Cell Biology of Centrosomes and Cilia

The Megraw lab investigates the functions of centrosomes and cilia in cell division, development and disease using Drosophila, mouse, and human cell culture models. This includes asymmetric division of stem cells, the regulation of centrosomal and other microtubule-organizing centers (MTOCs), metabolic disorders due to loss of centrosome proteins, and regulation of primary cilium assembly and function.
Centrosome-based disorders that impact stem cell function and brain development are a major focus of our research.

Current Projects

•  The basis of MCPH: a neural stem cell disease
We are investigating a group of 13 proteins whose genes are mutated in a syndrome called autosomal recessive primary microcephaly (MCPH). Mutations result in severe reduction of the cerebral cortex during embryonic development. We are investigating a new line of evidence that points to the mechanism for this disease.

•  Metabolic control
We are investigating a novel function for centrosome proteins in the control of metabolism. The metabolic regulation controlled by centrosome proteins is essential for neuronal function and survival, especially in the face of particular stresses.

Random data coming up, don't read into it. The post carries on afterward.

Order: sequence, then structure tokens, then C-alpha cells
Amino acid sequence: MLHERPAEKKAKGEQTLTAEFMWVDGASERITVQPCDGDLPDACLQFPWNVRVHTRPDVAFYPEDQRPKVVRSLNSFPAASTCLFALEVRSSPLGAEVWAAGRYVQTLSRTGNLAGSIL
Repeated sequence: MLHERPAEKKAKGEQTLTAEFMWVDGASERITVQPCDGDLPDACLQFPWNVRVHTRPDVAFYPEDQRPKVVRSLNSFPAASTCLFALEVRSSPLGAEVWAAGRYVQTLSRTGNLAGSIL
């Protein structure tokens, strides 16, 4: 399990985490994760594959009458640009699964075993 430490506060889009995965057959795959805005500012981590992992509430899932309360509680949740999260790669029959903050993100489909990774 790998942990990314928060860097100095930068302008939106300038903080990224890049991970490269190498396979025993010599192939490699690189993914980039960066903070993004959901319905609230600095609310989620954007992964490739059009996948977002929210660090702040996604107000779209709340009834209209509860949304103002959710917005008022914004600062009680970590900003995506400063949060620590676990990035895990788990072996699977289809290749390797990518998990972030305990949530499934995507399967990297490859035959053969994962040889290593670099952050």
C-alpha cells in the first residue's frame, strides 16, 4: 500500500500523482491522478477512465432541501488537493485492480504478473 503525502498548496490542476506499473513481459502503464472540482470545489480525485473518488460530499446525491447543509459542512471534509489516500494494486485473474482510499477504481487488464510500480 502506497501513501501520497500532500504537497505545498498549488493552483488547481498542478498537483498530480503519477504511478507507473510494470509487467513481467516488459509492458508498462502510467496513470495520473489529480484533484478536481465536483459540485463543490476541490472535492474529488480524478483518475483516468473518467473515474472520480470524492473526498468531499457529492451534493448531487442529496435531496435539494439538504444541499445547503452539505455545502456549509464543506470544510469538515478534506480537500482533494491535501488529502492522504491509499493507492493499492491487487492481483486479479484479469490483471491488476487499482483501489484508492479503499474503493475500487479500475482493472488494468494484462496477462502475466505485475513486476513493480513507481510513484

•  Asymmetric centrosomal control of neural stem cell division
In neural stem cells, we discovered an asymmetric centriole protein that localizes only to the younger daughter centrosome, and is inherited by the renewed stem cell at each division. This protein regulates stem cell polarity.

•  Conversion of mitochondria to MTOCs
We discovered an alternative splice product of a centrosome protein that targets to the mitochondria. This protein assembles microtubule-organizing centers on the surface of mitochondria. This is a very novel non-centrosomal MTOC, and represents the first molecular characterization of mitochondrial MTOCs.

•  Regulation of centriole duplication
We are investigating a complex of proteins, including centrosomin, that regulate the 'licensing step' that governs centriole duplication during the cell cycle.

•  Regulation of cilia assembly
We are investigating the functions of several proteins that are required for proper cilium assembly or function. One new protein we are studying, Rootletin, is required for normal locomotion, and affects male mating behavior. Mutants have poor locomotion, frequent seizures, and males appear fertile (have motile sperm), but do not mate with females. Rootletin controls assembly of the rootlet, a cytoskeletal structure, in sensory neurons and is required for all sensory functions.